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Design And The Rest Of Us: Hierarchy

Things can exist inside of things, inside of other things, inside of yet more things. As I write this, I’m sitting in a chair, in an apartment, in an apartment complex, in Spokane, in Washington—and on and on I could go. We live in a world that is fundamentally hierarchical and it is often the task of a designer to communicate that hierarchy through visual elements.

We’ve spoken in the past of how important spacing can be for communicating that groups of things are separate, but how do you communicate the names of those groups? How do you make sure that the name of a list doesn’t itself get confused as being something in the list?


Well, I suppose that is one way to do it. Headings are the most common typographic means of communicating not only that you have started a new group of thoughts, but also what the name of that group of thoughts is. You see these every day, but you might not know how to use them effectively.

Headings need to have more visual weight than body text. This can be done by making them bolder, italicizing them, enlarging them, centering them, or some combination of those things. Just know that using bold and italics together is a bit redundant and generally considered bad practice. You should also be careful to make your heading style consistent. The easiest way to do this is to make use of the styles function in your word processor.

But what if you want to communicate that something is within a smaller subset of a larger group? What then?


Okay, that joke was funnier the first time, but the answer is still correct. You can create sub-headings. These typically have less visual weight as you move down the hierarchy. Eventually, you may have a line of text set just like the body text, except italicized. It doesn’t carry more visual weight, necessarily, but it’s visually different enough to communicate a change in topic. It’s also easy for those skimming your work to find these section changes.

Inline Hierarchy or Emphasizing

Sometimes you want to emphasize a word right smack in the middle of your paragraph. The way to do this is through either making it bold or italicizing it. Underlining has become the universal standard for putting links in text, so it’s best generally to avoid underlining so that you don’t communicate the wrong thing. My personal favorite method for emphasizing things is to use italics. It’s more subtle and less jarring than using bold text, but a case can be made for either especially since some fonts have ugly italic variants (like Arial).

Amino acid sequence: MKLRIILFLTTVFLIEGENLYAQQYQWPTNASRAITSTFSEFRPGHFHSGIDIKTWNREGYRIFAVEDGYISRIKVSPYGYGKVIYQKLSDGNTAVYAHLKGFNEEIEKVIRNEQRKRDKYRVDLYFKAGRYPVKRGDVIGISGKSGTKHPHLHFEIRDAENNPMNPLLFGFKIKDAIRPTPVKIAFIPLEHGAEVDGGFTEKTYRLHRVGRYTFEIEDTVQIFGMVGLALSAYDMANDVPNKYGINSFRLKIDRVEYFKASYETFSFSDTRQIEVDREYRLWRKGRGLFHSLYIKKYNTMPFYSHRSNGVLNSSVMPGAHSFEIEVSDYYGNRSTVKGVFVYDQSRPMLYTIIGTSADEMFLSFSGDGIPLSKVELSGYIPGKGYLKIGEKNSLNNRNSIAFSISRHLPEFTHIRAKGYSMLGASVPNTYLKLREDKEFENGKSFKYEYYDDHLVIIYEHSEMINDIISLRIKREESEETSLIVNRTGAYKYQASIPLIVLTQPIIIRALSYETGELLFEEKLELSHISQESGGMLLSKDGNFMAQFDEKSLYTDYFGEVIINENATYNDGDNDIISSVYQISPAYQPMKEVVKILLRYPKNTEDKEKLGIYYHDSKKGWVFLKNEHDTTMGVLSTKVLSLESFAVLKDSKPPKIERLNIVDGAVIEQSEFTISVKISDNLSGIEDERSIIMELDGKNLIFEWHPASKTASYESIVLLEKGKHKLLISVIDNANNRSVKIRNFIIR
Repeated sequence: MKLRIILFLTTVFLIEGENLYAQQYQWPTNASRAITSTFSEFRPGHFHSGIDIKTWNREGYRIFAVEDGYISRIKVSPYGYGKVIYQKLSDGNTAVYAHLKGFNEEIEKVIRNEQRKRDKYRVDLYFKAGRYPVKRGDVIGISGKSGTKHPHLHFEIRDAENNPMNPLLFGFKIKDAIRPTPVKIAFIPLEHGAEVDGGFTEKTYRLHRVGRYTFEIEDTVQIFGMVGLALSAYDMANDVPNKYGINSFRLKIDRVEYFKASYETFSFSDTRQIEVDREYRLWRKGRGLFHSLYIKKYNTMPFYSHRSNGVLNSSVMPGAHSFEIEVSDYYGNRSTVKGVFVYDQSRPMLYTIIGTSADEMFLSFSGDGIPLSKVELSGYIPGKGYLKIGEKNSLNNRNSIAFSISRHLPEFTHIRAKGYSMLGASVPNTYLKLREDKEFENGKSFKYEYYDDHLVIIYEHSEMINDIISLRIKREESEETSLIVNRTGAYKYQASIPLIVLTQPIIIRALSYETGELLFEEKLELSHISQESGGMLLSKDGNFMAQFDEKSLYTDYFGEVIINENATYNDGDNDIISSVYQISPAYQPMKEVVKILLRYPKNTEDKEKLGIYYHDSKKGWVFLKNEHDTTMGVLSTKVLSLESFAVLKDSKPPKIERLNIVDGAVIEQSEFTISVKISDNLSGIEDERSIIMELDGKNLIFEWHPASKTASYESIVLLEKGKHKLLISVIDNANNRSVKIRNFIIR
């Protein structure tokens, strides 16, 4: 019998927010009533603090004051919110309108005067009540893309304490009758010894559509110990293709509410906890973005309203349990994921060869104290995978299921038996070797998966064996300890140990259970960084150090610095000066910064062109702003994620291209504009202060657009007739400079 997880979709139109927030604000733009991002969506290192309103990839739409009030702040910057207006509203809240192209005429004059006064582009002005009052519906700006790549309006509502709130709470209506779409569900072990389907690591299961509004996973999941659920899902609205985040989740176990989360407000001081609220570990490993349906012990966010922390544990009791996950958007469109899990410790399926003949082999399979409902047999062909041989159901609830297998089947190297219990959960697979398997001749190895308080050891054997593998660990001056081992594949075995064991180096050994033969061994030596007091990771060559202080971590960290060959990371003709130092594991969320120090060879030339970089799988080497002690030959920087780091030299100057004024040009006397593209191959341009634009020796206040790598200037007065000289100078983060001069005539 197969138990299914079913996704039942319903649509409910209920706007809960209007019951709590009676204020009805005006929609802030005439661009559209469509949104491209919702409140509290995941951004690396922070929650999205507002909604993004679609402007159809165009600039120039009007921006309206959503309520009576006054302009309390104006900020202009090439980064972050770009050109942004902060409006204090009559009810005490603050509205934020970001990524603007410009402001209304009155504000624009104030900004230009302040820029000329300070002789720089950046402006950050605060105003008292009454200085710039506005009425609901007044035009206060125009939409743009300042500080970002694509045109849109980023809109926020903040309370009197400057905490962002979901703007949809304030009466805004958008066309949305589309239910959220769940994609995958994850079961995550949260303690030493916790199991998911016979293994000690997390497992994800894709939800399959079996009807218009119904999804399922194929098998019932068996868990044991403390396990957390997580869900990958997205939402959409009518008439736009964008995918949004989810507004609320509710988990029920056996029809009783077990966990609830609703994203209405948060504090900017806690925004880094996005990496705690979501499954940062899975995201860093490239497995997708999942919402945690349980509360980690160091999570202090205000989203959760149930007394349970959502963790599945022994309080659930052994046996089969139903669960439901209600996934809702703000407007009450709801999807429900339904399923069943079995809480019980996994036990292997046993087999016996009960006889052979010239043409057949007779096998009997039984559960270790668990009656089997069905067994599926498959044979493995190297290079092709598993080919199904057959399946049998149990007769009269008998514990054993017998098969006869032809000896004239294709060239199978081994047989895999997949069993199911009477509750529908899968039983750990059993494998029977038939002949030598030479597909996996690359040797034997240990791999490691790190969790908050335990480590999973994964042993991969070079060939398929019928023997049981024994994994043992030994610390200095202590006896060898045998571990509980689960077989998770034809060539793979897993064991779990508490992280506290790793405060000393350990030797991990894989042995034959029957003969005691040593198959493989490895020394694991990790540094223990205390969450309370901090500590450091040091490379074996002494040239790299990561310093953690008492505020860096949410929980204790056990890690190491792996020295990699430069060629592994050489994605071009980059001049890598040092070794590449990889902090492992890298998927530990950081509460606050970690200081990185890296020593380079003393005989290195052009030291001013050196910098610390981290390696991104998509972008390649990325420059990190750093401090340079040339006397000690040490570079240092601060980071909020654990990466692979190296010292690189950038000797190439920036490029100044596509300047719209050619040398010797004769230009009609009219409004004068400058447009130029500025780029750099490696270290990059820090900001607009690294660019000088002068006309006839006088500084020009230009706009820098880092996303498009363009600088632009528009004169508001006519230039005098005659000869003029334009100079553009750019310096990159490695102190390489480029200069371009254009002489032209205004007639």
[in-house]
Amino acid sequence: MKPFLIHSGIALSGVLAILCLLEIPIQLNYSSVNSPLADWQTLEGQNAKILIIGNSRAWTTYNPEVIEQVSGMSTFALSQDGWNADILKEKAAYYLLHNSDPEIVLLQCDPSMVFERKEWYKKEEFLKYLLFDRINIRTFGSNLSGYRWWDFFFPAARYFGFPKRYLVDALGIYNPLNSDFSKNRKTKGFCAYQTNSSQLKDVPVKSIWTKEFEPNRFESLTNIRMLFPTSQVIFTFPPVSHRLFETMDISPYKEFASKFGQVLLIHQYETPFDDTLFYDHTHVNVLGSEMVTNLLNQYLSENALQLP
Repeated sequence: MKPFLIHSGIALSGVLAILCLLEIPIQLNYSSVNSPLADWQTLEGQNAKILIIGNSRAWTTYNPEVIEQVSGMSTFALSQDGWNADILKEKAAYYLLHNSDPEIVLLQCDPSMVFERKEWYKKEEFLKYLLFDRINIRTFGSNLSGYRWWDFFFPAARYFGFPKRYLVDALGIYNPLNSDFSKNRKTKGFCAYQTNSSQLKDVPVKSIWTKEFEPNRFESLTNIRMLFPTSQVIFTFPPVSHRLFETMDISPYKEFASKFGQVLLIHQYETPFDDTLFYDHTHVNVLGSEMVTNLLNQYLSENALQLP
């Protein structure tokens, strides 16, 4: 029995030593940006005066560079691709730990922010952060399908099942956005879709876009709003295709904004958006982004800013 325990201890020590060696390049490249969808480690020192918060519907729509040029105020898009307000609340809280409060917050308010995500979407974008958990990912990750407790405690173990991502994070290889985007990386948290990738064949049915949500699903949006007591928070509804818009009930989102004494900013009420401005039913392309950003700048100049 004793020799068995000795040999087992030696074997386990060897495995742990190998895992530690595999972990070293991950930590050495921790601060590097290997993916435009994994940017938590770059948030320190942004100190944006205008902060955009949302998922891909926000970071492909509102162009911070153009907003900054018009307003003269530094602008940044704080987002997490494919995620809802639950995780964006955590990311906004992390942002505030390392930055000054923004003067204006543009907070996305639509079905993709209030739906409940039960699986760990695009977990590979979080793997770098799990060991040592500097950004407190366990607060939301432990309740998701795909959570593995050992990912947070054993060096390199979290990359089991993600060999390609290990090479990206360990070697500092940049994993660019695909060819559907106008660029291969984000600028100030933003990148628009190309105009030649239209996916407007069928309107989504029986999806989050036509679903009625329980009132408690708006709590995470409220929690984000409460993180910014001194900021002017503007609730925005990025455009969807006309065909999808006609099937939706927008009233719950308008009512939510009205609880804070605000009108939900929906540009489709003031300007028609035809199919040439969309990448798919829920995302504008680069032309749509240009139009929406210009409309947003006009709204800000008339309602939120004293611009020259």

Whichever method you pick, make sure that you’re consistent. You might decide to use italics for emphasis and bold for stronger emphasis, but you cannot be sure your reader will understand it that way. He might decide that you’re using bold for emphasis and italics for stronger emphasis. Since you can’t be sure what your reader will think, it’s safest to stick to just one. There are many methods of emphasizing things in your writing and tweaking the font is only one of them. You might just consider using stronger words, you lazy buffoon.

Three things you really should’t do—if you want your document to look professional and clean—are changing font, font color or font size inline. The former two will look tacky while the latter with throw off the whole flow of your paragraph. You can change the font size and color (within reason) for an whole element like an heading, but please refrain from doing this to specific words or letters within a given element.

Other Methods

Besides headings, there are other things you can do to communicate hierarchy. Apple uses lists that drill down one into another, sliding your view horizontally from one list to the next. Bulleted or numbered lists use indents (a form of spacing) and various visual symbols to show that one element is contained within another. Indents are a very powerful way to communicate hierarchy even without bullets or numbers. However you do this, though, you need to be consistent and clear.

Universal Rules

Whatever you do, make sure that you are giving your content sufficient room to breathe. If you communicate hierarchy through a larger font, you’ll need to also add spacing so that things can flow and breathe. All of these rules in design need to be followed holistically.

Another thing to keep in mind is your users’ attention span. You should keep the number of levels in your hierarchy as low as you can. People can easily keep track of Title, Heading, and Sub-Heading. But when you start getting more complicated than that, the user’s cognitive burden goes up as they try to keep track of where they are in the flow of your design. Sometimes the nature of the content you’re presenting requires five levels of hierarchy, but often times it does not. This will be a judgment call, but make sure it is one you take seriously.


Hierarchy is an important principle in design. To do it well, you will need to genuinely understand your content and how it is structured. Once you understand your content, use the principles above to communicate as much of that structure as needed to your user. As the old saying goes, make it as simple as possible, but no simpler.

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This article was posted on 09/08/2014 . It relates to these topics:


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